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Security in Context: The BeyondTrust Blog

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Bringing you news and commentary on solutions and strategies for protecting critical IT infrastructure in the context of your business.

Mobile Workers Require Setting Boundaries vs Building Walls

Posted November 24, 2010    Peter McCalister

Although corporate networks today are increasingly open to subcontractors, partners or affiliates, or simply a workforce on the move, the tendency is still to think of security in the same way castles were defended in the middle ages, by building bigger walls – higher, wider and with more built in obstacles.

Indeed, a recent report Borderless Security, has reached similar conclusions – a combination of more mobility, increased social access to information and outsourcing to the cloud requires a change in traditional information security paradigms.

The reports authors add: “People and organizations outside the borders of the traditional corporate environment – play a role in helping to achieve information security objectives, but can also pose a risk to protecting your information.”

Today, personal mobile devices are used regularly by employees for business and to connect to the network, and while known as a vulnerable attack surface for malware, employees are increasingly willing to communicate with each other via social networking sites.

According to Symantec, workers are 35 percent more likely to violate corporate surfing policies when they are on the road, rather than in the office.

While Computerworld also reports that mobile workers are more than five times as likely to trigger blocks relating to prohibited downloads.

Obviously, when we talk about desktops today, it doesn’t just mean the number of MDF bureaus in your building.

So, with so many potential points of entry to sensitive data, so many different attack surfaces from which infection can happen, the shift in perspective required is to think less about building walls and more about establishing clear boundaries.

Employee at their desk or on the move, subcontractor or partner, access to the network should be the same.  When we talk about privileged access, it’s not who is more privileged than who, in terms of their relationship to the company, it simply refers to who gets access to what as defined by their role definition.

As the straight lines of traditional security practice get increasingly blurred and permeable, privilege access, becomes the cornerstone of not just good network security but also good people management.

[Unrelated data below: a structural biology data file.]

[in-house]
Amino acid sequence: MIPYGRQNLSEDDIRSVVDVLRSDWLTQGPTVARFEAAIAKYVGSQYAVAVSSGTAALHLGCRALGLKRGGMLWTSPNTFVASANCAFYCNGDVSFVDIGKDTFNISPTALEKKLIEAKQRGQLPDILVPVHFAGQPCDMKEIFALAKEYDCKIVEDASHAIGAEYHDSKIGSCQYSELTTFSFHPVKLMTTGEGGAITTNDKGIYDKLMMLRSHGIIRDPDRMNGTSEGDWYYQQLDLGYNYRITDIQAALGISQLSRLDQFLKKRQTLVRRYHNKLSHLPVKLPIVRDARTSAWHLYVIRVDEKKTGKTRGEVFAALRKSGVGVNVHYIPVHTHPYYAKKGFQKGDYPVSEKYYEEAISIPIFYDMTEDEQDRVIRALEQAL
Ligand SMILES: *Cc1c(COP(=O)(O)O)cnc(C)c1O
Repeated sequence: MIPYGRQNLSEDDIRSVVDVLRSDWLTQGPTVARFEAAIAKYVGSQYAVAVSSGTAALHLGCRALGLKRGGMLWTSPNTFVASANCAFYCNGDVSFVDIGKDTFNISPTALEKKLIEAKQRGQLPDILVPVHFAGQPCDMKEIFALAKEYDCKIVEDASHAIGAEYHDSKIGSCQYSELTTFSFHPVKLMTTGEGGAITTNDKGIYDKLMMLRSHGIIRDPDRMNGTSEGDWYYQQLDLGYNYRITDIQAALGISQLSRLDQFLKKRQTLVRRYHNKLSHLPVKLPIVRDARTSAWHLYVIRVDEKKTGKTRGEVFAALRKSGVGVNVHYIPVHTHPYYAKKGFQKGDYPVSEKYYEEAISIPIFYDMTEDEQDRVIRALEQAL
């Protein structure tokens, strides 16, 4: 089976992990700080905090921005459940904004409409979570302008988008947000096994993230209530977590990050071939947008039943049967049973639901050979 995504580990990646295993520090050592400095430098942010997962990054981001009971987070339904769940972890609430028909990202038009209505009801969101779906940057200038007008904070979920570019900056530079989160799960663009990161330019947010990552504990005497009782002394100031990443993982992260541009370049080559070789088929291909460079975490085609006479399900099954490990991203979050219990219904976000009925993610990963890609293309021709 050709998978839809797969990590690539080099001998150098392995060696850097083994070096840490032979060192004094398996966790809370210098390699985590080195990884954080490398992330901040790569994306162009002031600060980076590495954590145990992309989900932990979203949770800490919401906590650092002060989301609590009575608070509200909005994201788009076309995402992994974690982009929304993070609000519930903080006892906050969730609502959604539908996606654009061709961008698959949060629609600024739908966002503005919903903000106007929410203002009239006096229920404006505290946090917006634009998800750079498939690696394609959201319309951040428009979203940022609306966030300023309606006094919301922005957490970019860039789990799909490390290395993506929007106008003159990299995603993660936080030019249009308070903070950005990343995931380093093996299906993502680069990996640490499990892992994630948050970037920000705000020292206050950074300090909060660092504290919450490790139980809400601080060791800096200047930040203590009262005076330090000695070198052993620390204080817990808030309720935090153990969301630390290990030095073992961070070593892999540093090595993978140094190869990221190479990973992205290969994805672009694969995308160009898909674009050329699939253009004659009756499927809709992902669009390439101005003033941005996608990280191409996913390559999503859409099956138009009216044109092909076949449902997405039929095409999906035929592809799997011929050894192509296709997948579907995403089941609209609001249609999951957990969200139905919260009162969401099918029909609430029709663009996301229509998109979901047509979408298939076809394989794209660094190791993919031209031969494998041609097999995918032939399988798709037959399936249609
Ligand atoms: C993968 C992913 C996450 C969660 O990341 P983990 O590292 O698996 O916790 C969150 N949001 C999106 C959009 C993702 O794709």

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Additional articles

asp-mvc

Exploiting MS14-059 because sometimes XSS is fun, sometimes…

Posted October 17, 2014    BeyondTrust Research Team

This October, Microsoft has provided a security update for System.Web.Mvc.dll which addresses a ‘Security Feature Bypass’. The vulnerability itself is in ASP.NET MVC technology and given its wide adoption we thought we would take a closer look. Referring to the bulletin we can glean a few useful pieces of information: “A cross-site scripting (XSS) vulnerability exists…

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Four Best Practices for Passing Privileged Account Audits

Posted October 16, 2014    Chris Burd

Like most IT organizations, your team may periodically face the “dreaded” task of being audited. Your process for delegating privileged access to desktops, servers, and infrastructure devices is a massive target for the auditor’s microscope. An audit’s findings can have significant implications on technology and business strategy, so it’s critical to make sure you’re prepared…

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Bad POODLE, Don’t Bite!

Posted October 16, 2014    BeyondTrust Research Team

Researchers at Google (Bodo Moller, Thai Duong, and Krzysztof Kotowicz) have discovered that the encryption schemes used by SSL 3.0 are exploitable (CVE-2014-3566). Although the majority of web servers implement Transport Layer Security (TLS), the majority of clients will downgrade to SSL 3.0 in an attempt to maintain interoperability between protocols. For example, when a…

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